Delta Air Lines Inc reported a larger than expected loss for the first quarter on Wednesday, as its market value fell by $6.1billion due to soaring jet fuel costs triggered by record crude oil prices.

Delta Air Lines Inc. reported a net adjusted loss of $274 million, or 69 cents per share, compared to a 2 cent loss a year ago. Analysts had expected a 51 cent loss.

Revenue rose 12 percent to $4.77 billion from $4.2 billion.

The airline's unadjusted loss was $6.4 billion due in large part to $6.1 billion in depreciations linked to fuel price increases.

The airline, which has been under pressure to reduce costs, announced an agreement last week to merge with Northwest Airlines. Delta says the combination, which must still be approved by regulators, will generate $1 billion in annual revenue and cost savings.

Our need to respond to the pressures of dramatically rising fuel costs and a softening U.S. economy drove us to take a closer look at all options to protect Delta's future, Chief Executive Richard Anderson said in reference to the merger.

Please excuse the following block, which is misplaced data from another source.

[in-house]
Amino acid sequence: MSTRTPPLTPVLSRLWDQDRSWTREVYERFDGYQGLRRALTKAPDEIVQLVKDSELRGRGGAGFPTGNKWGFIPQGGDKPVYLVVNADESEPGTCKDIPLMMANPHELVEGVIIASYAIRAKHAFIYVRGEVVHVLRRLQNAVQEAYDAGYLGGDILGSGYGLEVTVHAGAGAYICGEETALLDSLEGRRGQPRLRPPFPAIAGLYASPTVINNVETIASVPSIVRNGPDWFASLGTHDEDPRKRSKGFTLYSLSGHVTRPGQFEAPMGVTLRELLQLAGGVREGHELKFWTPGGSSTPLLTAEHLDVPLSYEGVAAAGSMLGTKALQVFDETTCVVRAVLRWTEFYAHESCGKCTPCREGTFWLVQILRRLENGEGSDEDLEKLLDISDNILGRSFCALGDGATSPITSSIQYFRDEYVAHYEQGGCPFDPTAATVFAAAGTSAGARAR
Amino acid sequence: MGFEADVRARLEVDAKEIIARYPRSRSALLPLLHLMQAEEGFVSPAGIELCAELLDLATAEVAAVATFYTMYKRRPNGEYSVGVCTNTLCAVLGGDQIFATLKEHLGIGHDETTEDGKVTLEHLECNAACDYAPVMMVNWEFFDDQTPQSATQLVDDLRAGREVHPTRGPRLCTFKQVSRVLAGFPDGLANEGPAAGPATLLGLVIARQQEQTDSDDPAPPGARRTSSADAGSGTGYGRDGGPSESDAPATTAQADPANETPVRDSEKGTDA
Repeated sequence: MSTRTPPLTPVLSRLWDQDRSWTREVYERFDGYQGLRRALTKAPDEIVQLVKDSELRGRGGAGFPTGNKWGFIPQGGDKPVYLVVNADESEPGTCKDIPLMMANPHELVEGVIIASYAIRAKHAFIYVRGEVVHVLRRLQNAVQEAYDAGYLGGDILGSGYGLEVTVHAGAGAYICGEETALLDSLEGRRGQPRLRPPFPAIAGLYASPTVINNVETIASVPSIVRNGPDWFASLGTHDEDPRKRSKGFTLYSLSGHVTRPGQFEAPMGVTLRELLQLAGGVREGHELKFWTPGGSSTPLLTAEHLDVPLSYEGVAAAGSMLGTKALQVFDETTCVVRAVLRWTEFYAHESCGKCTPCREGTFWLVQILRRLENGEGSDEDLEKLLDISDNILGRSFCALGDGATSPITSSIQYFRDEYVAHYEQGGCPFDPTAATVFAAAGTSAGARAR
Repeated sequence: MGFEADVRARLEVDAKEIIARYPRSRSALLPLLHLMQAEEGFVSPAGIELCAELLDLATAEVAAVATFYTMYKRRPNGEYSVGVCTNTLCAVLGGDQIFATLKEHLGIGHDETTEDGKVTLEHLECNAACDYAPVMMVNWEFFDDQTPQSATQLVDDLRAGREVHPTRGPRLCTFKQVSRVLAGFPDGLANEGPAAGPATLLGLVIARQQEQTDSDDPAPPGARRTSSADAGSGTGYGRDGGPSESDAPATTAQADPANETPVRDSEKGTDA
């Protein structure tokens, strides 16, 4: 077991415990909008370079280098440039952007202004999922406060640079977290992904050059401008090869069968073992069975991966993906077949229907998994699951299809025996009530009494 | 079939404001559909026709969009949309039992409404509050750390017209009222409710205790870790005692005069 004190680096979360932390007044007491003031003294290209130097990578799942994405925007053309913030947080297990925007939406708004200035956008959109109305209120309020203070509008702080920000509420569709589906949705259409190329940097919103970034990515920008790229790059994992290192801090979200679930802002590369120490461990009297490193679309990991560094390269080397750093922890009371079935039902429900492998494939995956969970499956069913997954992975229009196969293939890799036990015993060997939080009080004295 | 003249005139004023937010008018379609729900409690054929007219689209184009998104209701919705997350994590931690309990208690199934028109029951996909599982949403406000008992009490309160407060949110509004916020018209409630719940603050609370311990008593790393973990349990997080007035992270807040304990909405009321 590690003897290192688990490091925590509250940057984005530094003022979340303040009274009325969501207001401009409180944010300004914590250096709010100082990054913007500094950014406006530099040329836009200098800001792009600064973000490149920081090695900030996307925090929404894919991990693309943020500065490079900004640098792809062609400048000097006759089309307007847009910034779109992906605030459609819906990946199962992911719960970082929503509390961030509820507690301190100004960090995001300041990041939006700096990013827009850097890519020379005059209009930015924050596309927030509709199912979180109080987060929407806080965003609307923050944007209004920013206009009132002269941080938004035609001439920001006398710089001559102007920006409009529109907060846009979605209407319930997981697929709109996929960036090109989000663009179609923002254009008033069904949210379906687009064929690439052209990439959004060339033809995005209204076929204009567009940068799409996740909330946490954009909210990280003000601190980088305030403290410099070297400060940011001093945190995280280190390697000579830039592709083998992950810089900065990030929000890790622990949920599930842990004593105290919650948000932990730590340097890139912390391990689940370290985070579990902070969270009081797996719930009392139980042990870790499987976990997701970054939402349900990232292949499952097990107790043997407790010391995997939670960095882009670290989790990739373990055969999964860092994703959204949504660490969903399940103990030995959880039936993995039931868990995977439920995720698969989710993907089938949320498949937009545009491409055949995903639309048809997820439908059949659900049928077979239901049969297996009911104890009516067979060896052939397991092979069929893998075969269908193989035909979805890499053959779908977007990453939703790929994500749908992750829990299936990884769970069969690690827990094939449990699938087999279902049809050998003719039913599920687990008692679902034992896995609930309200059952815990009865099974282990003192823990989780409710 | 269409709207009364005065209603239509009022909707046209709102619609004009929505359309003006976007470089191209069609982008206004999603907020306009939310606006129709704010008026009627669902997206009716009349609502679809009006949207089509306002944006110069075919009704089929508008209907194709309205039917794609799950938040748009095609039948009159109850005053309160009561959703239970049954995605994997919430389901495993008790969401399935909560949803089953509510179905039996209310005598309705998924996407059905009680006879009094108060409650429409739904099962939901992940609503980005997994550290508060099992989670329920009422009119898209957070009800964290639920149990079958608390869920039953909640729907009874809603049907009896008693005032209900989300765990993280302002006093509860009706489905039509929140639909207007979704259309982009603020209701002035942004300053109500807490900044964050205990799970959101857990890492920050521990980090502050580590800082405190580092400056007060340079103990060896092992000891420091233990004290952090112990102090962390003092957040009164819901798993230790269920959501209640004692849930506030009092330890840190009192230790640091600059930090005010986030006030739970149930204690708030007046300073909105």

During the quarter, Delta said it had changed its business plan for the year to adjust for higher crude oil prices. The airline will remove up to 90 planes from its operations by the end of the year.

The company said there was a $585 million increase in costs due to higher fuel prices for the first quarter. Sales from passengers grew 10 percent.

The airline said it had $3.6 billion of unrestricted liquidity as of March 31. It said $2.8 billion in cash and liquid assets, with $2.6 billion of that being unrestricted. An additional $1 billion was available under credit.